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Just something I was wondering: Is Chrysler's current compact and midsize FWD platforms complete rubbish or are they potentially salvageable platforms that were undermined by cost cutting measures and bad decision making? If they are salvageable, would it speed up product development if Fiat/Chrysler would simply use significantly improved/upgraded versions of these platforms to underpin the next generation of FWD compact/midsize products for Chrysler's brands? I find it hard to believe that some suspension tuning/handling tweaks, modern engine/transmission combos, sound deadening efforts, and significantly improved interior designs/treatments can't fix the major issues of these platforms (along with some badly needed desirable exterior designs). The current Sebring and Avenger were crowned IIHS Top Safety Picks recently, so it seems that the platform should be a solid starting point (at least from a safety viewpoint) to create new midsize products. Maybe this is the direction that should be taken for the immediate future in an effort to get new products to market as soon as possible. The alignment and integration of Fiat and Chrysler platforms and technology could then be an ongoing process that can be completed on a long term basis. Chrysler's brands (Chrysler, Dodge, and Jeep) need new and competitive products as soon as possible; if this would be an efficient and effective method that allows new and competitive products to emerge sooner, then I would definitely take this route. Of course, this all depends on whether the basic components of the platforms are solid enough starting points on which to build products that would be on par with future products from the company's competitors.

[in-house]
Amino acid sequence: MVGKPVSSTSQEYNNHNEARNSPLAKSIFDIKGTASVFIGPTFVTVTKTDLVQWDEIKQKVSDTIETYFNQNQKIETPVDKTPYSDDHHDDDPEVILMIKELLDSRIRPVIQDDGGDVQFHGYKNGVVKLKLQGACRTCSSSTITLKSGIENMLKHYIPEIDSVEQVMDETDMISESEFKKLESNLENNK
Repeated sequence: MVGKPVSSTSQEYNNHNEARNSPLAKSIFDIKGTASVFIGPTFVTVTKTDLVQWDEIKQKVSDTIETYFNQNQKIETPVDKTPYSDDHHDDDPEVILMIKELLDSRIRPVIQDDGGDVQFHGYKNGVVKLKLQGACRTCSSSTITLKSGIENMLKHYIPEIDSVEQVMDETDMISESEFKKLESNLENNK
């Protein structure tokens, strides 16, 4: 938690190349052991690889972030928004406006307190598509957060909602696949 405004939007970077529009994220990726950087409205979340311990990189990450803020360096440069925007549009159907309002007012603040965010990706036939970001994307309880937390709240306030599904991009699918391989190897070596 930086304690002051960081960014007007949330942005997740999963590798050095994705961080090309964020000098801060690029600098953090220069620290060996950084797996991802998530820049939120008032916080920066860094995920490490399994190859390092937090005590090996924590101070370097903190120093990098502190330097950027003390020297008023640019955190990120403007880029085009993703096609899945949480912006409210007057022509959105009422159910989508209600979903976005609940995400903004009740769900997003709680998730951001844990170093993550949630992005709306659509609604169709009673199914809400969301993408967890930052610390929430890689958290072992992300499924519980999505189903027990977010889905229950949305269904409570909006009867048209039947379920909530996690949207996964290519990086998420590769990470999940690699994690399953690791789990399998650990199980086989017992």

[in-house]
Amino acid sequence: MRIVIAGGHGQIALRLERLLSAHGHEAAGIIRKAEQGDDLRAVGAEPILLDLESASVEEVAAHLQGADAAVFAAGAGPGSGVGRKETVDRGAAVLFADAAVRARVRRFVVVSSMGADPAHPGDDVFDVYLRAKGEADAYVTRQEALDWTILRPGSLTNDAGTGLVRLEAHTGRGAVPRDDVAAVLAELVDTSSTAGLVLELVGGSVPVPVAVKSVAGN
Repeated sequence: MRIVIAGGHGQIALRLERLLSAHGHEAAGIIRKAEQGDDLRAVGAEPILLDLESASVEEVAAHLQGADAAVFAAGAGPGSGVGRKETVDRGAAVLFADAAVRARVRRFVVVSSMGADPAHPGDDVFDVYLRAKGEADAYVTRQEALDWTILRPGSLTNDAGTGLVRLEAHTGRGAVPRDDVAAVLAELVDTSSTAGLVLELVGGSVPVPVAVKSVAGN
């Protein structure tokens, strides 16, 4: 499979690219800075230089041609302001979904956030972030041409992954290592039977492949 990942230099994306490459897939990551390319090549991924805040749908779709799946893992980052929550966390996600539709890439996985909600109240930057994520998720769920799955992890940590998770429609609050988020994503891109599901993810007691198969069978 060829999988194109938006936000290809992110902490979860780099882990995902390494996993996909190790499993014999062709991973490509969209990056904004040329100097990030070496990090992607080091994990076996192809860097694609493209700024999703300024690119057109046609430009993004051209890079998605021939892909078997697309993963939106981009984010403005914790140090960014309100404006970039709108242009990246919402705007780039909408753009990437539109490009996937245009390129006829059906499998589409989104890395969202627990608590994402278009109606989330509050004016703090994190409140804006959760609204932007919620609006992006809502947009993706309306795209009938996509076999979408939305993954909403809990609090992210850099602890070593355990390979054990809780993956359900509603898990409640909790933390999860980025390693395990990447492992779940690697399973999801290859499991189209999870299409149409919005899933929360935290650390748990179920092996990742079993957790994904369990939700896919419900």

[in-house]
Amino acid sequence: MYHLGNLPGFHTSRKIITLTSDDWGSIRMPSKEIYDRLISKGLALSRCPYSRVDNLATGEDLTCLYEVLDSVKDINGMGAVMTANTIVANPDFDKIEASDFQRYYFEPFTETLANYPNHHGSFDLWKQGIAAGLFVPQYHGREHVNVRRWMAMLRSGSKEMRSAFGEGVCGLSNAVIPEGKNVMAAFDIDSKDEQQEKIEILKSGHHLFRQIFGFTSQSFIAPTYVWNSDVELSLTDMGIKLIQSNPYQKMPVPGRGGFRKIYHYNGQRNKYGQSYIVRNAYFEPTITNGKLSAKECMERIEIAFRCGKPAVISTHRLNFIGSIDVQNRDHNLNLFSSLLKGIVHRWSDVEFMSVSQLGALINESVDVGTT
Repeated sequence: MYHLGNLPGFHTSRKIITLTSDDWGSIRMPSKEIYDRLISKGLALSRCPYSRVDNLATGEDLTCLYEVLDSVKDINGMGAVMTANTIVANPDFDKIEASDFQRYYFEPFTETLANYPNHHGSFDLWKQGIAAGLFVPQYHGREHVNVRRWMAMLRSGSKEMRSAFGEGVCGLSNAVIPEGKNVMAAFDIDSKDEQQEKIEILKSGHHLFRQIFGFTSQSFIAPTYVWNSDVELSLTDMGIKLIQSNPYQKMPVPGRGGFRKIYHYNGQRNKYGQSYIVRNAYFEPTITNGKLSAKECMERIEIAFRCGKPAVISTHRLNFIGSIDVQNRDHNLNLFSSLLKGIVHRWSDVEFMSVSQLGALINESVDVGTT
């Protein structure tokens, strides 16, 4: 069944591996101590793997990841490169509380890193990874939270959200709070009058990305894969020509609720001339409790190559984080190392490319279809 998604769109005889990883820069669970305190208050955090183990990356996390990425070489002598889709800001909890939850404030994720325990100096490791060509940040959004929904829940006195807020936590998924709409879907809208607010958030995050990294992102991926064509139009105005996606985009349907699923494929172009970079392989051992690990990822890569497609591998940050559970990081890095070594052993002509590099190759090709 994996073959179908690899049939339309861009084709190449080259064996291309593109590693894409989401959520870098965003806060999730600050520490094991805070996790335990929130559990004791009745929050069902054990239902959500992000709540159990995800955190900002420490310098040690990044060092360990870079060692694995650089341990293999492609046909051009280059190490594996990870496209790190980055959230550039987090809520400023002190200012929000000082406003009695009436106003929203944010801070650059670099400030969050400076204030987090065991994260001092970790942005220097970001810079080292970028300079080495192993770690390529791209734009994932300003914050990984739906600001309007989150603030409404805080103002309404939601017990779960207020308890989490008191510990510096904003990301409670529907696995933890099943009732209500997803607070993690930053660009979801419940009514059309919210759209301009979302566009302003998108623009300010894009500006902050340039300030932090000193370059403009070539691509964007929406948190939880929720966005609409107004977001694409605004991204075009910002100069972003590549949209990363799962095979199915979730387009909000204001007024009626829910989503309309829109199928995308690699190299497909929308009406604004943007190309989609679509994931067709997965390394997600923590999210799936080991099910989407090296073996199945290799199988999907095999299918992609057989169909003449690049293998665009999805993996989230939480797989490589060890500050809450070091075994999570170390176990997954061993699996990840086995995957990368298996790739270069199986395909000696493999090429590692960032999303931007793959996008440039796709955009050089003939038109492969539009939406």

Edited by cire
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Just something I was wondering: Is Chrysler's current compact and midsize FWD platforms complete rubbish or are they potentially salvageable platforms that were undermined by cost cutting measures and bad decision making? If they are salvageable, would it speed up product development if Fiat/Chrysler would simply use significantly improved/upgraded versions of these platforms to underpin the next generation of FWD compact/midsize products for Chrysler's brands? I find it hard to believe that some suspension tuning/handling tweaks, modern engine/transmission combos, sound deadening efforts, and significantly improved interior designs/treatments can't fix the major issues of these platforms (along with some badly needed desirable exterior designs). The current Sebring and Avenger were crowned IIHS Top Safety Picks recently, so it seems that the platform should be a solid starting point (at least from a safety viewpoint) to create new midsize products. Maybe this is the direction that should be taken for the immediate future in an effort to get new products to market as soon as possible. The alignment and integration of Fiat and Chrysler platforms and technology could then be an ongoing process that can be completed on a long term basis. Chrysler's brands (Chrysler, Dodge, and Jeep) need new and competitive products as soon as possible; if this would be an efficient and effective method that allows new and competitive products to emerge sooner, then I would definitely take this route. Of course, this all depends on whether the basic components of the platforms are solid enough starting points on which to build products that would be on par with future products from the company's competitors.

Perhaps... Chrysler's existing new platforms might even be better than Fiat's from a safety perspective.

The Patriot/Compass, Caliber, Sebring/Avenger, and Journey all have "good" structures in the IIHS side test, a rarity among car makers. But some of those vehicles test poorly without the optional torso airbags.